Introduction to Neuroimaging Analysis

Introduction to Neuroimaging Analysis

Author: Mark Jenkinson & Michael Chappell

Publisher: OUP

Publication date: 2017

Part of the series Oxford Neuroimaging Primers, Michael Chappell & Mark Jenkinson (Eds), OUP, www.neuroimagingprimers.org

MRI has emerged as a powerful way of studying in-vivo brain structure and function in both healthy and disease states. Whilst new researchers may be able to call upon advice and support for acquisition from operators, radiologists and technicians, it is more challenging to obtain an understanding of the principles of analysing neuroimaging data. This is crucial for choosing acquisition parameters, designing and performing appropriate experiments, and correctly interpreting the results.

This primer gives a general and accessible introduction to the wide array of MRI-based neuroimaging methods that are used in research. Supplemented with online datasets and examples to enable the reader to obtain hands-on experience working with real data, it provides a practical and approachable introduction for those new to the neuroimaging field. The text also covers the fundamentals of what different MRI modalities measure, what artifacts commonly occur, the essentials of the analysis, and common ‘pipelines’ including brain extraction, registration and segmentation.

As it does not require any background knowledge beyond high-school mathematics and physics, this primer is essential reading for anyone wanting to work in neuroimaging or grasp the results coming from this rapidly expanding field.

The Oxford Neuroimaging Primers are short texts aimed at new researchers or advanced undergraduates from the biological, medical or physical sciences. They are intended to provide a broad understanding of the ways in which neuroimaging data can be analysed and how that relates to acquisition and interpretation. Each primer has been written so that it is a stand-alone introduction to a particular area of neuroimaging, and the primers also work together to provide a comprehensive foundation for this increasingly influential field.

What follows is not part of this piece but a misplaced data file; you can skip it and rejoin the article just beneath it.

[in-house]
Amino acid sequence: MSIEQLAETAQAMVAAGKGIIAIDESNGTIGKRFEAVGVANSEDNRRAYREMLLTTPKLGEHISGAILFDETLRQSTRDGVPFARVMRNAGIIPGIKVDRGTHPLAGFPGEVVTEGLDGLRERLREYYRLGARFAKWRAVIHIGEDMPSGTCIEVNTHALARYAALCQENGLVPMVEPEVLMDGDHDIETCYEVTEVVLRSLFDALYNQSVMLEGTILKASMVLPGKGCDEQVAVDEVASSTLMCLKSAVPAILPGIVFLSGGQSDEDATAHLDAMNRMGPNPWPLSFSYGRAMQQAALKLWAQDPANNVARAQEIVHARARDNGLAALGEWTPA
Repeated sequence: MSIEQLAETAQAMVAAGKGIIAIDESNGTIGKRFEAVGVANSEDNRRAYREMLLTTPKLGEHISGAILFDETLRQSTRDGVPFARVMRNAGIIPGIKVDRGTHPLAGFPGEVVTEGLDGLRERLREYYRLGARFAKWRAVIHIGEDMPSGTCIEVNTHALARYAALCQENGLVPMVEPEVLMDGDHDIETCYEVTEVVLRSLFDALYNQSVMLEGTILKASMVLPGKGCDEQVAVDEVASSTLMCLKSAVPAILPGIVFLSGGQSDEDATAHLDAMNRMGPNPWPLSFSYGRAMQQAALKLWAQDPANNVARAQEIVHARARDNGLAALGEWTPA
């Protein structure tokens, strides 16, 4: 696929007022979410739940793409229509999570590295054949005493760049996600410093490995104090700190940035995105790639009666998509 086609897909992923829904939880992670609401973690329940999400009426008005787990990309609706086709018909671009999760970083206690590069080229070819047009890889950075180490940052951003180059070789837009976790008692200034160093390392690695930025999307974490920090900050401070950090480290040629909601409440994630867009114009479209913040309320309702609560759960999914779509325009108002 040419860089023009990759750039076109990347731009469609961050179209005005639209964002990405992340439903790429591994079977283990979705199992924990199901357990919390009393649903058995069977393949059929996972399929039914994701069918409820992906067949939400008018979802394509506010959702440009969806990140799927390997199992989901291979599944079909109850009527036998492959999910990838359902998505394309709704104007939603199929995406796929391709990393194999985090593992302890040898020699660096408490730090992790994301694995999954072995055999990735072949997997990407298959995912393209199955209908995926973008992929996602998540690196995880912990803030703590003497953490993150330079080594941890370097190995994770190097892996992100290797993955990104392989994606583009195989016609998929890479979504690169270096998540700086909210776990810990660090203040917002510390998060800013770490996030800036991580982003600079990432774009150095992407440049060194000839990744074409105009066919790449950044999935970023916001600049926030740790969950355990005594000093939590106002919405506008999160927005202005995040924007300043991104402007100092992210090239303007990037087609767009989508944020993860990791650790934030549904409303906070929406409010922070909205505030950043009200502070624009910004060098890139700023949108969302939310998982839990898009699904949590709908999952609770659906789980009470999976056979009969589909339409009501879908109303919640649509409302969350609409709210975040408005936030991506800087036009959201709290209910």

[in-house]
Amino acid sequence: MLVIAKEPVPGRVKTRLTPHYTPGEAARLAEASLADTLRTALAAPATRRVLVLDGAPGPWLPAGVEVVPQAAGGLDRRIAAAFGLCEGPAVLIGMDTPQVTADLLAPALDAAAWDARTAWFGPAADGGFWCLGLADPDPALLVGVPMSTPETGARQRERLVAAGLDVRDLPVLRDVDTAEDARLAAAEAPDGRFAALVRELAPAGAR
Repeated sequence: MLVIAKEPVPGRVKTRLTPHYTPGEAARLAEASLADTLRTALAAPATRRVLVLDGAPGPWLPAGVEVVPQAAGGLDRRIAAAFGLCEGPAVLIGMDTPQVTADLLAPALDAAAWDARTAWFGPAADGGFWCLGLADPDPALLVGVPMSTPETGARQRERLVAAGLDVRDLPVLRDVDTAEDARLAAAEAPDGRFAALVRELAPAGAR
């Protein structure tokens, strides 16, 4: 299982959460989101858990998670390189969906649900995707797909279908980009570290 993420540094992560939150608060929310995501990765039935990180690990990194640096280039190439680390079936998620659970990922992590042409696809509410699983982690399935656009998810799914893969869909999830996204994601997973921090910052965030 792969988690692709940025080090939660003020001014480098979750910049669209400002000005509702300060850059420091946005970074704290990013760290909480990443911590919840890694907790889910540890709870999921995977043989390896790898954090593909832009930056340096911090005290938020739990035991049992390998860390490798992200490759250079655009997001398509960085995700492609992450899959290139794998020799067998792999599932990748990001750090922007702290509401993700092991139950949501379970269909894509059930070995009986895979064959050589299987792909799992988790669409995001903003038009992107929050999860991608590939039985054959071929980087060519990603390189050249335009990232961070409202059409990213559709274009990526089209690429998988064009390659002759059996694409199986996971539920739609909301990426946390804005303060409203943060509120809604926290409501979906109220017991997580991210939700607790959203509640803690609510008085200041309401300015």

Physiology for Engineers

Physiology for Engineers

Author: Michael Chappell & Stephen Payne

Publisher: Springer

Publication date: 2016

Physiology for Engineers provides an introduction to qualitative and quantitative aspects of human physiology. It looks at biological and physiological processes and phenomena, including a selection of mathematical models, showing how physiological problems can be mathematically formatted and studied. It also illustrates how a wide range of engineering and physics topics, including electronics, fluid dynamics, solid mechanics and control theory can be used to describe and understand physiological processes and systems. Throughout the text there are introductions to measuring and quantifying physiological processes using both signal and imaging technologies.

Physiology for Engineers describes the basic structure and models of cellular systems, the structure and function of the cardiovascular system, the electrical and mechanical activity of the heart, and provides an overview of the structure and function of the respiratory and central nervous systems. It also includes an introduction to the basic concepts and applications of reaction kinetics, pharmacokinetic modelling and tracer kinetics.